The general election has obviously dominated headlines this week with education likely to feature as a key policy area. It’s remained consistently high up the list of voter concerns in recent polls, it’s an area Opposition Parties have been busy working on in recent months and it’s a sector that the government has showered with funds recently as a demonstration of their commitment. The Education Secretary’s Written Statement to Parliament this week, outlining key achievements by the DfE since 2010 offers further proof that the government remains keen to hold the ring in this area.
More on all this in a minute but let’s start by tidying up this week’s education developments.
Higher education first where the Minister hosted a roundtable on student accommodation and the Office for Students issued a series of reports. The most significant of these perhaps looked at how the first year of the new registration process for HE providers had gone, pointing to what appears to have been some uncomfortable discussions with providers.
In FE/skills, the Association of Employment and Learning Providers (AELP) has been in conference and it’s also been a full week for reports. The CBI and Learning and Work Institute reported on lifelong learning and the case for apprenticeship levy reform respectively while the Industrial Strategy Council published a landmark report on future UK skills mismatches. A summary of the report by Council Chair Andy Haldane can be found here. As he concluded: “vocational training, long the collapsed left lung of the UK’s educational system, needs to be urgently resuscitated.”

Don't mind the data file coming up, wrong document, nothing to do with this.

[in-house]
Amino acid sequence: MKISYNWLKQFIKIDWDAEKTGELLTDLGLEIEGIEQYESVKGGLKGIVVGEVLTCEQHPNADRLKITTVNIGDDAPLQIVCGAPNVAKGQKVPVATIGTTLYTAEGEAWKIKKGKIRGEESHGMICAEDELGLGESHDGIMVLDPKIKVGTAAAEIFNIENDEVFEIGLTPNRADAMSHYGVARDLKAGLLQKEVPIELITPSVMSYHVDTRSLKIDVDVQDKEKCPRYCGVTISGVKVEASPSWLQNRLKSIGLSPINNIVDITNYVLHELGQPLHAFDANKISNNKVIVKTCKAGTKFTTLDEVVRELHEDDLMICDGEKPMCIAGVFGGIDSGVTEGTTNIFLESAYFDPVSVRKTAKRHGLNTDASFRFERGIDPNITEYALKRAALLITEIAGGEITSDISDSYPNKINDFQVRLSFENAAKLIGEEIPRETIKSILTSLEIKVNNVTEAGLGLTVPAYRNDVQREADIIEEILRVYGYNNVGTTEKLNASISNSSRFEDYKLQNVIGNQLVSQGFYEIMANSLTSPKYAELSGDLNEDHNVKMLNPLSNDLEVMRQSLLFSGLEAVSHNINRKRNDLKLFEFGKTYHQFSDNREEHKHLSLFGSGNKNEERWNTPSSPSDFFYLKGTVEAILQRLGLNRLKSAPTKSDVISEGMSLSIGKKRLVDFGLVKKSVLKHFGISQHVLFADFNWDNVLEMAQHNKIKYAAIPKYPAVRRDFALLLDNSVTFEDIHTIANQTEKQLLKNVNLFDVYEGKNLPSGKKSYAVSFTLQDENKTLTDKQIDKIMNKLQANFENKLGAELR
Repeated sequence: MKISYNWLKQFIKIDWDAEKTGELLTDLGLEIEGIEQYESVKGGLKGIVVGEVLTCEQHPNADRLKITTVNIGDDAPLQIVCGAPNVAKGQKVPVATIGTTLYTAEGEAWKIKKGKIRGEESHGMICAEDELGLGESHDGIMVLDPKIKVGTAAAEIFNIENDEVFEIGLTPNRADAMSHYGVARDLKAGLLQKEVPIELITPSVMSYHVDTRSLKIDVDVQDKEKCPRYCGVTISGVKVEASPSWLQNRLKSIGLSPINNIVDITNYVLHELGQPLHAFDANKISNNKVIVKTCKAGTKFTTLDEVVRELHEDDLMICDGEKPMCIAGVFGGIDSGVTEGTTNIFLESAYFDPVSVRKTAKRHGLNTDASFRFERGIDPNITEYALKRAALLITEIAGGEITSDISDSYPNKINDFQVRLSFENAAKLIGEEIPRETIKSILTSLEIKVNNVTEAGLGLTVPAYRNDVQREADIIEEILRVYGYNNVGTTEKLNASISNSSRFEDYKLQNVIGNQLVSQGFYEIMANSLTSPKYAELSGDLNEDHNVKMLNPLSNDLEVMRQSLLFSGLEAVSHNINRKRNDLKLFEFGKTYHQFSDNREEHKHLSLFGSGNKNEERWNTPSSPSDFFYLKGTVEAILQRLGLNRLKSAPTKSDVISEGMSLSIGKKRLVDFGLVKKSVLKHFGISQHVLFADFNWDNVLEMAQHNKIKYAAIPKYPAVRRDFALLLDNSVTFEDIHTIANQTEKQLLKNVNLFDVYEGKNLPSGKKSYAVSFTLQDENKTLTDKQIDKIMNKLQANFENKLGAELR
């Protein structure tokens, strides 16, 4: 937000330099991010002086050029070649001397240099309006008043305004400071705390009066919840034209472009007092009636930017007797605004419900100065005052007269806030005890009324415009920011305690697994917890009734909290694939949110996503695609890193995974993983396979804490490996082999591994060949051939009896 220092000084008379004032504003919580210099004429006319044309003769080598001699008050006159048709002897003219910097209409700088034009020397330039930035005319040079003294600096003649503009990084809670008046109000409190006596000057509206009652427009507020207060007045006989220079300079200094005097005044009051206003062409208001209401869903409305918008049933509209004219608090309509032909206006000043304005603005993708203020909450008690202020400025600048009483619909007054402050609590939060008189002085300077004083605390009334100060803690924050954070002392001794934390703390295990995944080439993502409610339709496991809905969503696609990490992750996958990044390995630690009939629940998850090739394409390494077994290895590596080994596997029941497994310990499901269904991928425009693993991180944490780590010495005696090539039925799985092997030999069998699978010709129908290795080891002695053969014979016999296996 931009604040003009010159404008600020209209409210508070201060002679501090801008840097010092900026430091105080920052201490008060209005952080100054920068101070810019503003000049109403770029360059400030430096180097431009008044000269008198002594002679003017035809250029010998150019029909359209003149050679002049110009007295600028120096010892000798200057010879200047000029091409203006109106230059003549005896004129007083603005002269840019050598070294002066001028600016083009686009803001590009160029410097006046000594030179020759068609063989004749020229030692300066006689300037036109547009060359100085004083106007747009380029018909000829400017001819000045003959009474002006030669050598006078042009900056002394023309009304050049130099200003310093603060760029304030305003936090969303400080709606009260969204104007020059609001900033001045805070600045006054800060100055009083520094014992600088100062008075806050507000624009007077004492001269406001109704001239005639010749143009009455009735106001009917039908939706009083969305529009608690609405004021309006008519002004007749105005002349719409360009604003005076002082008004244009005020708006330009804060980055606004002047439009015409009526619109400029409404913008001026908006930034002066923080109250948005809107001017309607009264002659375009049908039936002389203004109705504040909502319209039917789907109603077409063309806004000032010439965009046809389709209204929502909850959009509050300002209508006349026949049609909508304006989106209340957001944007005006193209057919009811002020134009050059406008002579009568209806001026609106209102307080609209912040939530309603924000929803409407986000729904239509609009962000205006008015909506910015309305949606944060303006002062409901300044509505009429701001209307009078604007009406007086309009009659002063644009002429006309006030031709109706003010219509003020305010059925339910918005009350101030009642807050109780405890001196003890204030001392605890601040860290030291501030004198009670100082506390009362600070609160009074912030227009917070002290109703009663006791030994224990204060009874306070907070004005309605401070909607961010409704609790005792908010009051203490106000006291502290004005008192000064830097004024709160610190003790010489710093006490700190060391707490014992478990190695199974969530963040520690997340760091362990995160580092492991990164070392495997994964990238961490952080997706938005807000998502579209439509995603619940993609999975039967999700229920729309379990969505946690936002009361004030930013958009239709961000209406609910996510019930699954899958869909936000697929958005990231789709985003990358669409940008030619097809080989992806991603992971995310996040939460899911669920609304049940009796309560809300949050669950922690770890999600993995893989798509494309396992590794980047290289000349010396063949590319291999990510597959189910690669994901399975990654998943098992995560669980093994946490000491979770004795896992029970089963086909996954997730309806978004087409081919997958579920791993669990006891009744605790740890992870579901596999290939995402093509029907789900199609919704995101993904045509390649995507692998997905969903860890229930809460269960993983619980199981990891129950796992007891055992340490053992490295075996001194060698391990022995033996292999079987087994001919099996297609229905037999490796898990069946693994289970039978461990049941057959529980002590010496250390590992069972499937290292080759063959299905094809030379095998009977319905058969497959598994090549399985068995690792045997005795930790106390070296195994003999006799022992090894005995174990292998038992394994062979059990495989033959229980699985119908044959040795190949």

For schools, the government has invited bids to help with school facilities improvement, the Education Policy Institute published the second report in its series on school expenditure looking at which type of school spends most, and a commissioned report for the Northern Powerhouse highlighted the importance of contextual matters when it comes to considering school performance.
And so back to the election where the importance or otherwise of the student vote has been under considerable discussion this week with both the BBC and HE Policy Institute offering their thoughts. A lot seems to depend on where students will be on the day given university terms across the UK are so different. As to how students might vote, the latest YouthSight poll of students has Labour ahead in terms of student choice though not with the same level of enthusiasm as before. As for early pitches, the Russell Group has been quickly off the mark with a wish list for a future government that includes maintaining per student funding levels and retaining close relationships with EU partners. It’s all up and running.